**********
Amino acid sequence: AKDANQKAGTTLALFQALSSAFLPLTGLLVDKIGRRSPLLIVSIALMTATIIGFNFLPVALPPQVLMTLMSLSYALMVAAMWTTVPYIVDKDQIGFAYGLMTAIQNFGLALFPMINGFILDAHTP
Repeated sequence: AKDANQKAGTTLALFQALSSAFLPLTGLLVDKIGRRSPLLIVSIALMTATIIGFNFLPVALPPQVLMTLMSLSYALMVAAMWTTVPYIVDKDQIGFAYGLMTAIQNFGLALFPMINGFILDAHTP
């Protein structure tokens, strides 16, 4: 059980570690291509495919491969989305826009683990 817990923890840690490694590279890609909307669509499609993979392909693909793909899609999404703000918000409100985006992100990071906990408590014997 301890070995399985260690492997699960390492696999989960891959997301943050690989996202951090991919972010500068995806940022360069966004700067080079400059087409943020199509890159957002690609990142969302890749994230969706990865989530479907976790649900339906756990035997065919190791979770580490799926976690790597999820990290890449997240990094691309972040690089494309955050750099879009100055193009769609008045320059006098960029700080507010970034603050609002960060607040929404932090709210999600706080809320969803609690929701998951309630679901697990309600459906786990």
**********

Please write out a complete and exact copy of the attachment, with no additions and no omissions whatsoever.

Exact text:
Amino acid sequence: AKDANQKAGTTLALFQALSSAFLPLTGLLVDKIGRRSPLLIVSIALMTATIIGFNFLPVALPPQVLMTLMSLSYALMVAAMWTTVPYIVDKDQIGFAYGLMTAIQNFGLALFPMINGFILDAHTP
Repeated sequence: AKDANQKAGTTLALFQALSSAFLPLTGLLVDKIGRRSPLLIVSIALMTATIIGFNFLPVALPPQVLMTLMSLSYALMVAAMWTTVPYIVDKDQIGFAYGLMTAIQNFGLALFPMINGFILDAHTP
């Protein structure tokens, strides 16, 4: 059980570690291509495919491969989305826009683990 817990923890840690490694590279890609909307669509499609993979392909693909793909899609999404703000918000409100985006992100990071906990408590014997 301890070995399985260690492997699960390492696999989960891959997301943050690989996202951090991919972010500068995806940022360069966004700067080079400059087409943020199509890159957002690609990142969302890749994230969706990865989530479907976790649900339906756990035997065919190791979770580490799926976690790597999820990290890449997240990094691309972040690089494309955050750099879009100055193009769609008045320059006098960029700080507010970034603050609002960060607040929404932090709210999600706080809320969803609690929701998951309630679901697990309600459906786990």